International cooperation – oil and chemical pollution

An extensive response to oil and chemical spills in the Baltic Sea requires international cooperation based on shared, international operating instructions. Matters regarding cooperation on the Baltic Sea have been agreed upon within the framework of the Baltic Marine Environment Protection Commission (HELCOM) and the preventative cooperation agreement between the Nordic countries (Copenhagen Agreement). In addition to this, Finland has bilateral agreements on oil response with Russia and Estonia.

The European Maritime Safety Agency (EMSA) supplements the pollution response resources of the EU countries by equipping and renting out response vessels on the Baltic Sea.

Öljyntorjunta-alus, Halli
Jouko Pirttijärvi, Image Bank of the Environmental Administration

International agreements

Oil response agreement between Finland and Estonia, 1993 (Treaty Series 31/1995, in Finnish)

Oil response agreement between Finland and Russia, 1989 (Treaty Series 54/1990, in Finnish)

International Convention Relating to Intervention on the High Seas in Cases of Oil Pollution Casualties, 1969 (International Maritime Organization (IMO), Intervention Convention)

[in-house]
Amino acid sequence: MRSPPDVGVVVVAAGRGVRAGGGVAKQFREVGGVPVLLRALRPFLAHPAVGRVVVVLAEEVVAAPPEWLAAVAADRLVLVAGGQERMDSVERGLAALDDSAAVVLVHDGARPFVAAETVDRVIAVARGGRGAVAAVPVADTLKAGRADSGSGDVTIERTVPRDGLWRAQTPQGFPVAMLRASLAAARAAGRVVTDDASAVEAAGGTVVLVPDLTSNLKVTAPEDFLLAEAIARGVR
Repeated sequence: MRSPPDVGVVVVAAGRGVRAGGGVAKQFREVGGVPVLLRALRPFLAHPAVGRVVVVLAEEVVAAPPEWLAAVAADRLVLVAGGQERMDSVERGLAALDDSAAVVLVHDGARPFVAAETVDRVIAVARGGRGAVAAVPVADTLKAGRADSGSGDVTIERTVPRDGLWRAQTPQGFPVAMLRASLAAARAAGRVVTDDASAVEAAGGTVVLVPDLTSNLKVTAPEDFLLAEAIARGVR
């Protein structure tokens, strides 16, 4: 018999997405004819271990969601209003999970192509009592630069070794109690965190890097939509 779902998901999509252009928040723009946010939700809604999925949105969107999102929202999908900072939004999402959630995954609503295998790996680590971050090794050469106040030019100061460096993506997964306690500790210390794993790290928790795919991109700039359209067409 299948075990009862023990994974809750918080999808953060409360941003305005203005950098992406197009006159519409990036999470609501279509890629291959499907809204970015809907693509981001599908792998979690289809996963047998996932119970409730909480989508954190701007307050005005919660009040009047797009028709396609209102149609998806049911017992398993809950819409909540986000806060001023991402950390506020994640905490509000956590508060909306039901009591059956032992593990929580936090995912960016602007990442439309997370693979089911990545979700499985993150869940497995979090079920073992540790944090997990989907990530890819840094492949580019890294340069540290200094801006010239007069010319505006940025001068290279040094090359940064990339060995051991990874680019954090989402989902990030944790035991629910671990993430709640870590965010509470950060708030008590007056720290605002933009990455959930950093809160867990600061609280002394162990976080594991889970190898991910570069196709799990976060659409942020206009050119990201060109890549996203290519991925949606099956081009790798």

• Protocol to the Convention: Protocol relating to Intervention on the High Seas in Cases of Pollution by Substances other than Oil, 1973 (IMO, Intervention Protocol)

International Convention on Oil Pollution Preparedness, Response and Co-operation, 1990 (IMO, OPRC Convention)

  • Protocol to the Convention: Protocol on Preparedness, Response and Co-operation to Pollution Incidents by Hazardous and Noxious Substances, 2000  (IMO, OPRC-HNS Protocol) (not yet in effect internationally)

Agreement between Denmark, Finland, Iceland, Norway and Sweden concerning Cooperation in Taking Measures against Polllution of the Sea by Oil or other Harmful Substances, 1993 (Copenhagen Agreement, 1971, revised in 1993)

Published 2015-02-10 at 11:30, updated 2015-02-10 at 11:28